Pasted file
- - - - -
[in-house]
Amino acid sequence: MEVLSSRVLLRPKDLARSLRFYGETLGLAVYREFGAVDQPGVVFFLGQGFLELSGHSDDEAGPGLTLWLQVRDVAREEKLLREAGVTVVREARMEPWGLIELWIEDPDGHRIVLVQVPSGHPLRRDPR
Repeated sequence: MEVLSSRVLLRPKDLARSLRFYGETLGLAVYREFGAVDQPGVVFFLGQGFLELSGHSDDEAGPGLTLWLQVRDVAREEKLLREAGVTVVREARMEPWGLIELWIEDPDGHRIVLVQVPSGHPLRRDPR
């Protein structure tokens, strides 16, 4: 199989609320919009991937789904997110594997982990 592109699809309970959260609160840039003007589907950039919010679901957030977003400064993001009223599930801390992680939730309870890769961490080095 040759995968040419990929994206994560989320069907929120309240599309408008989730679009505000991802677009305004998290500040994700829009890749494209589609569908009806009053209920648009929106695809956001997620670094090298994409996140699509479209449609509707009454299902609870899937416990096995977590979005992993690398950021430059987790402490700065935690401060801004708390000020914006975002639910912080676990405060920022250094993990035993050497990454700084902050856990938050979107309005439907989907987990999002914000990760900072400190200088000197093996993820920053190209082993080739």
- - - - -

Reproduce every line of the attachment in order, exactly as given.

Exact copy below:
[in-house]
Amino acid sequence: MEVLSSRVLLRPKDLARSLRFYGETLGLAVYREFGAVDQPGVVFFLGQGFLELSGHSDDEAGPGLTLWLQVRDVAREEKLLREAGVTVVREARMEPWGLIELWIEDPDGHRIVLVQVPSGHPLRRDPR
Repeated sequence: MEVLSSRVLLRPKDLARSLRFYGETLGLAVYREFGAVDQPGVVFFLGQGFLELSGHSDDEAGPGLTLWLQVRDVAREEKLLREAGVTVVREARMEPWGLIELWIEDPDGHRIVLVQVPSGHPLRRDPR
């Protein structure tokens, strides 16, 4: 199989609320919009991937789904997110594997982990 592109699809309970959260609160840039003007589907950039919010679901957030977003400064993001009223599930801390992680939730309870890769961490080095 040759995968040419990929994206994560989320069907929120309240599309408008989730679009505000991802677009305004998290500040994700829009890749494209589609569908009806009053209920648009929106695809956001997620670094090298994409996140699509479209449609509707009454299902609870899937416990096995977590979005992993690398950021430059987790402490700065935690401060801004708390000020914006975002639910912080676990405060920022250094993990035993050497990454700084902050856990938050979107309005439907989907987990999002914000990760900072400190200088000197093996993820920053190209082993080739």